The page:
Conventional Color Doppler Imaging
Overlay Overlay color on B overwrite lumen Separate B-mode and color firings frame rate hit Flash artifact obscures anatomy (Slides are based on a set given to Zagzebski by GE Medical. They are presented to attempt to understand B-flow, a complimentary technology to color flow imaging.)

Signal dropout at orthogonal detection angles
(Previous) This is where the strength of digital encoded ultrasound lies in that the coded signal may be decoded into separate tissue and blood signals. It is now relatively simple to enhance the blood signal while preserving diagnostic gray scale. Detecting blood flow with Doppler methods provides valuable diagnostic information. However, Doppler technology constraints limit our ability to detect flow. Limitations such as: Aliasing Signal dropout at orthogonal detection angles Wall filter limitations (Next) All affect our ability to detect all types of blood flow. As a B-mode imaging technology, B-Flow provides direct visualization of blood reflectors with: High spatial resolution High frame rates Blood and tissue displayed together - no overlay Intuitive display No complex parameters to optimize (Slides are based on a set given to Zagzebski by GE Medical. They are presented to attempt to understand B-flow, a complimentary technology to color flow imaging.)

B-Flow Image B-Flow Process B-mode Image B-Flow Image
Simultaneous tissue and flow without overlay Intuitive B-mode-like display with full field of view No separate firings for flow higher frame rate B-Flow provides visualization of blood reflectors with: High spatial resolution High frame rates (Slides are based on a set given to Zagzebski by GE Medical. They are presented to attempt to understand B-flow, a complimentary technology to color flow imaging.)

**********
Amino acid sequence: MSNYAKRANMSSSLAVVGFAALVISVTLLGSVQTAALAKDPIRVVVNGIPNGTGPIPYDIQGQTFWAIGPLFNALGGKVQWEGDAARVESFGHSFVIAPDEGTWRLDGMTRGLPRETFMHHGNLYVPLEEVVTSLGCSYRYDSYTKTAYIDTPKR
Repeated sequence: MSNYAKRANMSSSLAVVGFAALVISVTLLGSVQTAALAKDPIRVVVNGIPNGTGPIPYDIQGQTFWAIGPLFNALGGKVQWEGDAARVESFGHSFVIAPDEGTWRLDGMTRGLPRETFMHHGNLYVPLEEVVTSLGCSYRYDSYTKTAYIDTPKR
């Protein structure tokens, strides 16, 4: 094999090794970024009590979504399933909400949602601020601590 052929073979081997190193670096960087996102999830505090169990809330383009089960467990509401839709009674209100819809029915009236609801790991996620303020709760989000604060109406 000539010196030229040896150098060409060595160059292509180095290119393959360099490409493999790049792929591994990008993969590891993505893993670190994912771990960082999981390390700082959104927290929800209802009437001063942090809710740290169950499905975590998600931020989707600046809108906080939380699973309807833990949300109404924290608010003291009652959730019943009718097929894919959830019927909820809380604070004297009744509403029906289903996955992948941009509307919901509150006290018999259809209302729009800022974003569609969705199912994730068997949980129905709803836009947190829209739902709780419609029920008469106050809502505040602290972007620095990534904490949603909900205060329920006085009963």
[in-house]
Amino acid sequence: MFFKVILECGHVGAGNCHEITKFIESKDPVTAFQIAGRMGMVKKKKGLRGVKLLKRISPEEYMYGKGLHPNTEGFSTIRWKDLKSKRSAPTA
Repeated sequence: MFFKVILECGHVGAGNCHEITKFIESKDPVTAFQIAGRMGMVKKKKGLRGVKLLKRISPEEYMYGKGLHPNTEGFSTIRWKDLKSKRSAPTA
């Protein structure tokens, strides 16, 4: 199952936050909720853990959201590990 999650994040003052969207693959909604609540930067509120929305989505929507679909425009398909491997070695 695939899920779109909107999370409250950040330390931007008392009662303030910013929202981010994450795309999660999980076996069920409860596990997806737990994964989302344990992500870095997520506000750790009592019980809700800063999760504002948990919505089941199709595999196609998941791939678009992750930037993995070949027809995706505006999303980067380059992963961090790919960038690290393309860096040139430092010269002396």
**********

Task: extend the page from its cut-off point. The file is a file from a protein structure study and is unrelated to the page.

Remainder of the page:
83. Gating determines the:
A. transmitting frequency B. Doppler frequency C. sample volume length D. sample volume width 84. How often a Doppler signal is sampled is determined by the _______ frequency. A. transmitted B. received C. Doppler shifted D. pulse repetition

86. Aliasing occurs at lower frequencies when the sample volume is:
85. If a pulsed Doppler device is operating at a PRF of 6000/s, what is the maximum Doppler frequency that can be accurately detected? A. 3 kHz C. 12 kHz B. 6 kHz D. 18 kHz 86. Aliasing occurs at lower frequencies when the sample volume is: A. moved toward the transducer B. moved away from the transducer C. increased in width D. operated in continuous wave mode

87. Methods of compensating for aliasing do NOT include:
A. transmitting at a higher frequency B. adjusting the spectral baseline C. increasing the velocity scale range D. switching to continuous wave 88. Range discrimination is POOREST with: A. M-Mode B. continuous wave Doppler C. pulsed Doppler D. color Doppler

89. The highest velocities can be accurately evaluated by:
A. real-time B-mode B. pulsed Doppler C. continuous wave Doppler D. color Doppler 90. Increasing the packet size results in: A. better velocity estimates, higher frame rates B. better velocity estimates, lower frame rates C. worse velocity estimates, higher frame rates D. worse velocity estimates, lower frame rates

91. The term “variance” refers to:
A. peak velocity B. mean velocity C. velocity range D. velocity threshold 92. The most accurate display of the distribution of velocities at a particular depth occurs with: A. continuous wave Doppler B. pulsed Doppler C. color Doppler D. B-mode imaging